It reminded me that when there is a crisis in our lives or in our world, the way to work with fear and other difficult feelings that arise due to to our old traumas and new stress is to surround ourselves with comfort and connection to the best of our abilities.
To comfort and soothe our systems as though they are children. With compassion. Without judgment. With love and care.
To comfort ourselves with whatever it is that our systems respond to – whether it means curling up in bed earlier than usual most evenings with a book or our partner, or rewatching the same movie because it’s reassuring and there are no surprises or unexpected stressors (I finally bought Arrival last week after rewatching it 3 nights in a row).
When things are challenging, one of our biggest tools is to support our social nervous systems in whatever ways work for us in that moment.
It makes the pond bigger so that there is more room to hold and surround and comfort our fear or other difficult feelings.
When a big fear is held in a huge pond of comfort, connection or other support for regulation, it can become small enough that it is suddenly manageable or transformable.
This gives our bodies and physiologies and biologies and cells that extra margin so they can maximize their innate capacities to heal. To more easily and successfully fight off whatever they need to. And to then recover and return to the fun stuff, like producing energy.
The first moments that led to the sensation of comfort coming more fully into my being happened in little spurts over the course of a few hours last week.
I wanted to change how I was relating to my fear and something was shifting for me after listening to Jon. I was feeling a bit tender and uncertain and had gone on my daily walk. When I got to the beach, I sat on a log instead of walking any further. I just wanted to slow down. Stop.
Then to my surprise I started crying. Little bursts here and there.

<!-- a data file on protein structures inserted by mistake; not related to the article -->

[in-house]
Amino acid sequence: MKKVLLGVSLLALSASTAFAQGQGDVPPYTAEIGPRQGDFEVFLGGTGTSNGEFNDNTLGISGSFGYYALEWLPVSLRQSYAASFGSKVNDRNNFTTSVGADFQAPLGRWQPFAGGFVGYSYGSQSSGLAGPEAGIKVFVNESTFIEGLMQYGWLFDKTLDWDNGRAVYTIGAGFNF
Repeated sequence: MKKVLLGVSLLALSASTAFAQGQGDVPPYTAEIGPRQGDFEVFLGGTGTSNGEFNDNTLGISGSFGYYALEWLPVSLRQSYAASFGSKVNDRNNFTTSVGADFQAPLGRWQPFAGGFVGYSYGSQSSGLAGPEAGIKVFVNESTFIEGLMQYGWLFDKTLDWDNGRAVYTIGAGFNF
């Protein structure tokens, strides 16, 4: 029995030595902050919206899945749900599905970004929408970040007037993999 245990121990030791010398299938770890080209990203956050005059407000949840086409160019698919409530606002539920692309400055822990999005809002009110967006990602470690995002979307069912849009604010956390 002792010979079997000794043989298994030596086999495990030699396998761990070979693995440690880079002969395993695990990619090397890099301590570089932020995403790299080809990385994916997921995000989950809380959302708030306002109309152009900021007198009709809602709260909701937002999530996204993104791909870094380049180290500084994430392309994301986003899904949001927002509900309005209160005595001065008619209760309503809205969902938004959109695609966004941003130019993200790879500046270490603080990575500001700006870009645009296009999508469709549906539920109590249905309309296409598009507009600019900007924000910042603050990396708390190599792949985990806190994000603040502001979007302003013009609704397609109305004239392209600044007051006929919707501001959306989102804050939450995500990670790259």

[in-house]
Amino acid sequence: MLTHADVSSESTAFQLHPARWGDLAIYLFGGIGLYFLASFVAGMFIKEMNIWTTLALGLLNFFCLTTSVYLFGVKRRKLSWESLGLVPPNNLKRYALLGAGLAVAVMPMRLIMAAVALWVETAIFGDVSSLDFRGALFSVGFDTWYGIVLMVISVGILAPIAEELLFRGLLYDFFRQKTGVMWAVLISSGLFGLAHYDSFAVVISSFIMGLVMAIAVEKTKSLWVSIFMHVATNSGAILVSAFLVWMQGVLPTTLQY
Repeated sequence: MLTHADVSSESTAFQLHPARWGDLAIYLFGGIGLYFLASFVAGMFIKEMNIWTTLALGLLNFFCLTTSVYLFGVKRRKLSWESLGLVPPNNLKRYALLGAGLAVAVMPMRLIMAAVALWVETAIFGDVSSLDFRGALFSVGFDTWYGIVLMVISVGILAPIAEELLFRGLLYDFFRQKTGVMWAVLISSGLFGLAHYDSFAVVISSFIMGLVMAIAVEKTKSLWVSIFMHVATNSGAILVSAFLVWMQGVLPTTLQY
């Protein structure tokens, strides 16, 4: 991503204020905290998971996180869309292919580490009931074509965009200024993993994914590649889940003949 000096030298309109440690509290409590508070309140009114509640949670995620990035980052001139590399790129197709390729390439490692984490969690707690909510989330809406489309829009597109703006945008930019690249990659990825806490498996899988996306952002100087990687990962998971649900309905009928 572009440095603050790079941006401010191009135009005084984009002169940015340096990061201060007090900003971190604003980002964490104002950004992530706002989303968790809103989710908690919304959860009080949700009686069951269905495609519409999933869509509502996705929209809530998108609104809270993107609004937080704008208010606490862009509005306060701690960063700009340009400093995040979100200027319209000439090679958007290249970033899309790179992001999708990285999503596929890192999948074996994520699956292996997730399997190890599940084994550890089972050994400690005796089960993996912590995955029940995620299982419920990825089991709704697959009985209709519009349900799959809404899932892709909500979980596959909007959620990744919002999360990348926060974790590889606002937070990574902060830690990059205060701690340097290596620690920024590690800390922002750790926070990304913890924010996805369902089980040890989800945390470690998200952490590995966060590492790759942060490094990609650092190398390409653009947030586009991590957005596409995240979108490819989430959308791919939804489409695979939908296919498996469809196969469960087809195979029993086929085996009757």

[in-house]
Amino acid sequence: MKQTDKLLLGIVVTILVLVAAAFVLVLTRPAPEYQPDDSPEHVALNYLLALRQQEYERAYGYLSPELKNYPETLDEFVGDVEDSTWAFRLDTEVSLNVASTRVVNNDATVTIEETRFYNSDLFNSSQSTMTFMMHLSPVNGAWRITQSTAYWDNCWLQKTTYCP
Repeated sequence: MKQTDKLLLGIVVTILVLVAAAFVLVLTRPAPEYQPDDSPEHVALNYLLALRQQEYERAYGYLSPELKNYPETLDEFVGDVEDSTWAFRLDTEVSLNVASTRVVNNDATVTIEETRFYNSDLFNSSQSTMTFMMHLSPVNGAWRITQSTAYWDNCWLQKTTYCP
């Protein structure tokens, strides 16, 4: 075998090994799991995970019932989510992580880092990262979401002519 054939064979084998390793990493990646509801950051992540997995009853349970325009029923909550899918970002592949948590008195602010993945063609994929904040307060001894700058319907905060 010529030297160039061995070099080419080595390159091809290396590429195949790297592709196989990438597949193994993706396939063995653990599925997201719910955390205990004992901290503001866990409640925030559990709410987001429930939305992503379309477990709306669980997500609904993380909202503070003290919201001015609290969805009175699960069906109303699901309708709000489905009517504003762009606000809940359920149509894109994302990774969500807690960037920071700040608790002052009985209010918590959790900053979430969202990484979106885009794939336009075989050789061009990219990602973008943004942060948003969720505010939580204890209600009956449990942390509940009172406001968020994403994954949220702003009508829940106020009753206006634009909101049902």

They were bursts of deep pain.
Interestingly, it was intense but somehow not overwhelming. Waves of tears would come and then subside. I would be crying and at the same time, I’d open my eyes and notice just how beautiful it was with the grasses waving and the frothy waves coming in onto the shore. The light was soft. I was sheltered from the wind by dunes on either side of me.
As I pendulated my attention in and out – sand dunes, deep grief. Soft beautiful light, aching chest … I started to get a sense of the “feeling” associated with the tears.
A feeling that had been too overwhelming to name or note in much detail before. A feeling from the past that was part of the forces that have lead to my feelings of numbness and disconnection.
What I was feeling that was being expressed in those tears was longing.
A deep, familiar, lifelong sense of longing.
I sat with the crying and let my attention come in and go out. Cycle in and cycle out. My body surprised me with its ability to appreciate. To notice what was not only around me, but to be able to take in its beauty even as I was also being moved by wails of grief.
What I gradually came to recognize was that this longing was for comfort.
The crying continued in more waves on my walk home. This arising of deep feelings has been magnified for me – and I imagine for many of you too – during this time of suffering that is happening around the world.